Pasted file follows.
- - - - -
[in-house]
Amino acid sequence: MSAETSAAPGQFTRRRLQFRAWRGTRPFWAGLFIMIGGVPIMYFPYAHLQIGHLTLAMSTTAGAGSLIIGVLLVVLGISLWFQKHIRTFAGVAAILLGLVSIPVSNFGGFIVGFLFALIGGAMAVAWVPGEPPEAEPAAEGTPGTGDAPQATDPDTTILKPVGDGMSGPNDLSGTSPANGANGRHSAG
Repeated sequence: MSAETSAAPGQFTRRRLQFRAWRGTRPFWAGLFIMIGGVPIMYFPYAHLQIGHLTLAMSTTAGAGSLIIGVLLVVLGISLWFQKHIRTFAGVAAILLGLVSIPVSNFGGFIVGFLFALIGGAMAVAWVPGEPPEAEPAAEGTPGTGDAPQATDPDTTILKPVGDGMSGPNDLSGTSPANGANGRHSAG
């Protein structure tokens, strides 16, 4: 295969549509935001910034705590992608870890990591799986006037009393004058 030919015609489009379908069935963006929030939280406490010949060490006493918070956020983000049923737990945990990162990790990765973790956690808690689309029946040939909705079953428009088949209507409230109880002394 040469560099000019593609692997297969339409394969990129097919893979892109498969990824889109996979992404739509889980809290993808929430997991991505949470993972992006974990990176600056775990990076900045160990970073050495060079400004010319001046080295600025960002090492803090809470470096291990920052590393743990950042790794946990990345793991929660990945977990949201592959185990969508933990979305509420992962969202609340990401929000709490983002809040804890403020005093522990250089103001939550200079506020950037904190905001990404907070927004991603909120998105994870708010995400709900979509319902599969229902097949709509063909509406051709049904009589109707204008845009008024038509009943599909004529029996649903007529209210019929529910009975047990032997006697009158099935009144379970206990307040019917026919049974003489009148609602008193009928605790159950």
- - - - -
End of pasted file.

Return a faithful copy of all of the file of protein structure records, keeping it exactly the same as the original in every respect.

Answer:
[in-house]
Amino acid sequence: MSAETSAAPGQFTRRRLQFRAWRGTRPFWAGLFIMIGGVPIMYFPYAHLQIGHLTLAMSTTAGAGSLIIGVLLVVLGISLWFQKHIRTFAGVAAILLGLVSIPVSNFGGFIVGFLFALIGGAMAVAWVPGEPPEAEPAAEGTPGTGDAPQATDPDTTILKPVGDGMSGPNDLSGTSPANGANGRHSAG
Repeated sequence: MSAETSAAPGQFTRRRLQFRAWRGTRPFWAGLFIMIGGVPIMYFPYAHLQIGHLTLAMSTTAGAGSLIIGVLLVVLGISLWFQKHIRTFAGVAAILLGLVSIPVSNFGGFIVGFLFALIGGAMAVAWVPGEPPEAEPAAEGTPGTGDAPQATDPDTTILKPVGDGMSGPNDLSGTSPANGANGRHSAG
């Protein structure tokens, strides 16, 4: 295969549509935001910034705590992608870890990591799986006037009393004058 030919015609489009379908069935963006929030939280406490010949060490006493918070956020983000049923737990945990990162990790990765973790956690808690689309029946040939909705079953428009088949209507409230109880002394 040469560099000019593609692997297969339409394969990129097919893979892109498969990824889109996979992404739509889980809290993808929430997991991505949470993972992006974990990176600056775990990076900045160990970073050495060079400004010319001046080295600025960002090492803090809470470096291990920052590393743990950042790794946990990345793991929660990945977990949201592959185990969508933990979305509420992962969202609340990401929000709490983002809040804890403020005093522990250089103001939550200079506020950037904190905001990404907070927004991603909120998105994870708010995400709900979509319902599969229902097949709509063909509406051709049904009589109707204008845009008024038509009943599909004529029996649903007529209210019929529910009975047990032997006697009158099935009144379970206990307040019917026919049974003489009148609602008193009928605790159950």